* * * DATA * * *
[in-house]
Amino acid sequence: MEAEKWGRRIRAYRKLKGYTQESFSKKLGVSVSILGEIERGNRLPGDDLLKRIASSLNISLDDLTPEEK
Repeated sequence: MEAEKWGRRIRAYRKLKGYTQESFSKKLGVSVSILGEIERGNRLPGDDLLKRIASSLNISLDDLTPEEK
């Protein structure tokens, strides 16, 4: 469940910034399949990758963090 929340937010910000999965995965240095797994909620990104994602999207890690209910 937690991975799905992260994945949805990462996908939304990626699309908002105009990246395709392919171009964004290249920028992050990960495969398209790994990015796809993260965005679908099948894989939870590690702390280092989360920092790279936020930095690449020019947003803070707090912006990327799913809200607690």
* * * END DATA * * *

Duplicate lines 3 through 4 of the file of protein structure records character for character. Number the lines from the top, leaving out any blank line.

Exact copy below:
Repeated sequence: MEAEKWGRRIRAYRKLKGYTQESFSKKLGVSVSILGEIERGNRLPGDDLLKRIASSLNISLDDLTPEEK
């Protein structure tokens, strides 16, 4: 469940910034399949990758963090 929340937010910000999965995965240095797994909620990104994602999207890690209910 937690991975799905992260994945949805990462996908939304990626699309908002105009990246395709392919171009964004290249920028992050990960495969398209790994990015796809993260965005679908099948894989939870590690702390280092989360920092790279936020930095690449020019947003803070707090912006990327799913809200607690």